The Risk Communication and Community Engagement (RCCE) is a project aimed at improving the public's ability to take self and community-protective behaviors in future crises ranging from health to disaster. Director General of the WHO, Tedros Ghebreyesus, used the term infodemic to describe an overabundance of information – some accurate, some not – that spreads alongside a disease outbreak. Infodemics amplify public risk during crises by creating mental noise and affecting how the public receives and interprets information. To counter the infodemic, credible information and instructive guidance from governments and health officials is essential to reduce risk, reinforce desirable health attitudes, and build trust in institutions. Moreover, effective risk communication is crucial for stopping the spread of conspiracy theories, misinformation, and disinformation which adversely contributes to the overall risk and safety threat of major crises. We also know that the COVID-19 pandemic has been an exceptional and prolonged experience and is adequately described as a deep global societal crisis. From an historical perspective, societal level crises like the pandemic disrupt all aspects of our lives, they can fundamentally reshape our beliefs and our behaviors across multiple domains.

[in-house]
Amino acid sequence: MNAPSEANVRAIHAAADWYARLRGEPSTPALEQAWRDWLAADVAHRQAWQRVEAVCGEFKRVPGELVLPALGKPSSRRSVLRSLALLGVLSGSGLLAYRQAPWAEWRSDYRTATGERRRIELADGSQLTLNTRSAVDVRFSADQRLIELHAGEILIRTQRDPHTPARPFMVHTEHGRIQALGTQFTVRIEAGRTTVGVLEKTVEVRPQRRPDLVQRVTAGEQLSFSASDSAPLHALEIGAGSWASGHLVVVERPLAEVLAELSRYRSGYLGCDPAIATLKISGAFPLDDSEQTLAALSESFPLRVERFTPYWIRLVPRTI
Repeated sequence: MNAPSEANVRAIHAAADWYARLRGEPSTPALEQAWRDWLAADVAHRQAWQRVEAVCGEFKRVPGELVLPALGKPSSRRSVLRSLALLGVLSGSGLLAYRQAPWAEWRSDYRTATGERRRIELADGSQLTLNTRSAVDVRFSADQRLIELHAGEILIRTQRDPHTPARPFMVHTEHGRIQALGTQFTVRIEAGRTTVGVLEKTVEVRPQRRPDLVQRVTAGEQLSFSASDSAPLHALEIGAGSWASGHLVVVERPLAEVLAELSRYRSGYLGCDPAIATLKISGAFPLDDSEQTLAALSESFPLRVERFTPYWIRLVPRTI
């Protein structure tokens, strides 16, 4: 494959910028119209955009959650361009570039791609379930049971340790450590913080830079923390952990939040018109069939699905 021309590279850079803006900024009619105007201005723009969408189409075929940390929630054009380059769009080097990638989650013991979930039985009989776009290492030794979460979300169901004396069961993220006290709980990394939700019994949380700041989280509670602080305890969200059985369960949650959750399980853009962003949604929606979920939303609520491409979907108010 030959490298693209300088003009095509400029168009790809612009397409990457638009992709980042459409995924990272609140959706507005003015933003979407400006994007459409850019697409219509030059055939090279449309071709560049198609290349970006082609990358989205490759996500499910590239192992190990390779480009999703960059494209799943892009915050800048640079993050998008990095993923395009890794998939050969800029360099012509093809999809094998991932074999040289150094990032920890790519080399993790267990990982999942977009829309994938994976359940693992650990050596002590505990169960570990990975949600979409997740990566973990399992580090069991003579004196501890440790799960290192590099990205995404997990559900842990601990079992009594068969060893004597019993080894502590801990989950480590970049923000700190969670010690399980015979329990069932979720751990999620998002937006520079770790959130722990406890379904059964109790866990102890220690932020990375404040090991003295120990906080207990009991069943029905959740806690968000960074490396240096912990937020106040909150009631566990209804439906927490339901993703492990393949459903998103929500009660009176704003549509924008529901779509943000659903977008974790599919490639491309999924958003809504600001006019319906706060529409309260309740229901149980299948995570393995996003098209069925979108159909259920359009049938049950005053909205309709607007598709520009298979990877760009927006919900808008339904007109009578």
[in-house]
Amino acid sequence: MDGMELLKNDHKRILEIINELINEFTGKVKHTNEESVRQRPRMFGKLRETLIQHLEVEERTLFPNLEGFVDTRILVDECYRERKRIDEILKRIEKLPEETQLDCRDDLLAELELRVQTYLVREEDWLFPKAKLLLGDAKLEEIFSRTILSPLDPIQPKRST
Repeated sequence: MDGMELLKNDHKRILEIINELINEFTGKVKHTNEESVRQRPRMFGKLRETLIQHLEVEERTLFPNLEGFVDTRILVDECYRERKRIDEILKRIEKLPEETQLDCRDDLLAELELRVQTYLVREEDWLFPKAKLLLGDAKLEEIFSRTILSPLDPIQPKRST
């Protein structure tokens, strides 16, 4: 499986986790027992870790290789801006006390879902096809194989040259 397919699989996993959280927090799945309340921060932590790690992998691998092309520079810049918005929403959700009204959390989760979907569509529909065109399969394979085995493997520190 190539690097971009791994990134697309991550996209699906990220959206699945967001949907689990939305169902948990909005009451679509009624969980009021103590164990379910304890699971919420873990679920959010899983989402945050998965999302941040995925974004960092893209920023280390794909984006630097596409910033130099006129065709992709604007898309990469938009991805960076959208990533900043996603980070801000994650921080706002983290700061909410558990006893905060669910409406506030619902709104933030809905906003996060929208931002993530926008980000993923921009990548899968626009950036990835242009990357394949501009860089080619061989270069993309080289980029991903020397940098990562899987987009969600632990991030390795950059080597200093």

Whereas some have defined risk communication as a science-based approach for communicating in situations where people faced health and safety threats, risk communication is more than just a science-based approach; it should be thought of as making accessible and understandable information needed, especially during major crises, to help people take self-protective behaviors.
Therefore, this RCCE project aims to:
- Understand the pandemic experience different groups – especially vulnerable and neglected populations.
- Evaluate pandemic and post-pandemic communication by governments and health ministries.
- Explore the role of visual communication as a part of communication strategy
- Evaluate susceptibility to 'infodemics' by better understanding information consumption within the community